1834 -- Asa Elliott, friend of James Butler and one of the original settlers of Butler's Point, begins serving in the State Legislature with Abe Lincoln.

1849 -- Henry Jones of England came to the area and bought the Whitcomb farm and 3,000 acres adjacent. He had 14 head of oxen and considerable cattle and was considered wealthy.

1850 -- Second Fair of Vermilion County Agricultural and Mechanical Association were held at the Fairgrounds in Catlin until 1878 when it was transferred to Danville.

1856 -- Guy Merrill and Josiah Hunt made first plat of Catlin. The village is officially named Catlin, after the president of the Great Western Railroad.

Thelma Pettigrew remembers

  When working with the Museum many times questions arise that can best be answered by our local historians, or, the people who actually lived the days! We are fortunate to have several individuals we can call and ask about past times. The following are a few comments Thelma Pettigrew, 101 years young, gave to Evelyn Darr in an interview.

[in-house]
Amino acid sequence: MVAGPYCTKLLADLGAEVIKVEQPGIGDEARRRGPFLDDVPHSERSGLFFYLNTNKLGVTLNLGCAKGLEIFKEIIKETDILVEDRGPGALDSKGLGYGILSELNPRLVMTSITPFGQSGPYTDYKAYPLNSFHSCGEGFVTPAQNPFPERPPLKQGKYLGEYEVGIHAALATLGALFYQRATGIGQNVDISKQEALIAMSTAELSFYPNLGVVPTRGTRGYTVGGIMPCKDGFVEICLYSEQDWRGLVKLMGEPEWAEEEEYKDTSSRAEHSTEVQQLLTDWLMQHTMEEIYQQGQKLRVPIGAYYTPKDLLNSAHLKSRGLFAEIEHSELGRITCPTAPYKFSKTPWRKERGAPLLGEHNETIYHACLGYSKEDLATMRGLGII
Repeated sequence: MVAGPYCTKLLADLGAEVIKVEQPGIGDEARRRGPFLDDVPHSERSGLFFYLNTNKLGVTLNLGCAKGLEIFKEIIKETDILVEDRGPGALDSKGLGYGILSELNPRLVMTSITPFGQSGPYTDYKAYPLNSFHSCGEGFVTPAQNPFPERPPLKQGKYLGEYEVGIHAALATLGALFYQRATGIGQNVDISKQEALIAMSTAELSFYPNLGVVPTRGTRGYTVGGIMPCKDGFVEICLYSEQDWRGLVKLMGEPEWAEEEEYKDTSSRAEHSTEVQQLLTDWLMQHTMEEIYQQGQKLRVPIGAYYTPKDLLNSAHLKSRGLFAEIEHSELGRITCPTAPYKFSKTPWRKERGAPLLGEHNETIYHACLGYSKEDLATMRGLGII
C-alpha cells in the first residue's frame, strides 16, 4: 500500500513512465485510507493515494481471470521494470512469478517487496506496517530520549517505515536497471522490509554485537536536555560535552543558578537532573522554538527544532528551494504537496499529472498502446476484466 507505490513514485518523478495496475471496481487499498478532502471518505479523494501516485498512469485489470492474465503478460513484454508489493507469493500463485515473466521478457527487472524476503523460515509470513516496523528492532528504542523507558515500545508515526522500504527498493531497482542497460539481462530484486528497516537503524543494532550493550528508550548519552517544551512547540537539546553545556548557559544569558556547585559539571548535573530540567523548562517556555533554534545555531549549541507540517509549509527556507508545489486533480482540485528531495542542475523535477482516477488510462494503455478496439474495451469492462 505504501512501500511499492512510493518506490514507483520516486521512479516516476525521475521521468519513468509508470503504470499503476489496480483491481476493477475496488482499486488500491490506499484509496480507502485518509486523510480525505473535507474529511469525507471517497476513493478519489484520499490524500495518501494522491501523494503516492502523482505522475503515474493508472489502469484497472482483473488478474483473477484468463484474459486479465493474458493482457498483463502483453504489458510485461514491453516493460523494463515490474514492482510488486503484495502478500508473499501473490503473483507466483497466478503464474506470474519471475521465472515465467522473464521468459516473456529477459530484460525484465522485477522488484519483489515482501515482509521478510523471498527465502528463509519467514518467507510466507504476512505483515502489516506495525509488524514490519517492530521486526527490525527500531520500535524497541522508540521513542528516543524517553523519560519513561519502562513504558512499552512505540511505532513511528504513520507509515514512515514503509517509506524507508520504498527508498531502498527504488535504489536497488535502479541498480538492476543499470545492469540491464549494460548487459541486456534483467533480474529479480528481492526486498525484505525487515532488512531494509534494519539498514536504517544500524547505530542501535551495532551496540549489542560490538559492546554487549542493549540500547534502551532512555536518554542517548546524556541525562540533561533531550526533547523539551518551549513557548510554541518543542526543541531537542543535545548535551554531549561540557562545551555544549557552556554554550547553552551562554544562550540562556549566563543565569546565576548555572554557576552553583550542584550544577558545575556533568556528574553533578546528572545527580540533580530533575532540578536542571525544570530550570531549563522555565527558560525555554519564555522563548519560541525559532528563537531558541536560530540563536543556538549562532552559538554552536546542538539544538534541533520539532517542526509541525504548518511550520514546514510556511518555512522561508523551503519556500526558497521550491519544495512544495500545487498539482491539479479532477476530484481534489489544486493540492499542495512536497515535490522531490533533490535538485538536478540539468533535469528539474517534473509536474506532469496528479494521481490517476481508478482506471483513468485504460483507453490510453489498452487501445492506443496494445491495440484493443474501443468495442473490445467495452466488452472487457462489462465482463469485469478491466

Thelma, who spent her life in Catlin, talked one afternoon telling me memories of her younger years. Her mother, Rosie Patterson, was a stay-at-home mom. Her father, James Thomas Patterson, worked as a supervisor at the mines. According to Thelma they were as poor a "Job's Turkey". They went barefoot in the summer so they could have shoes for winter. The family came from Burlingame, Kansas, when Thelma was 5 years old. Rosie, her mom, was a super good cook and enjoyed doing it.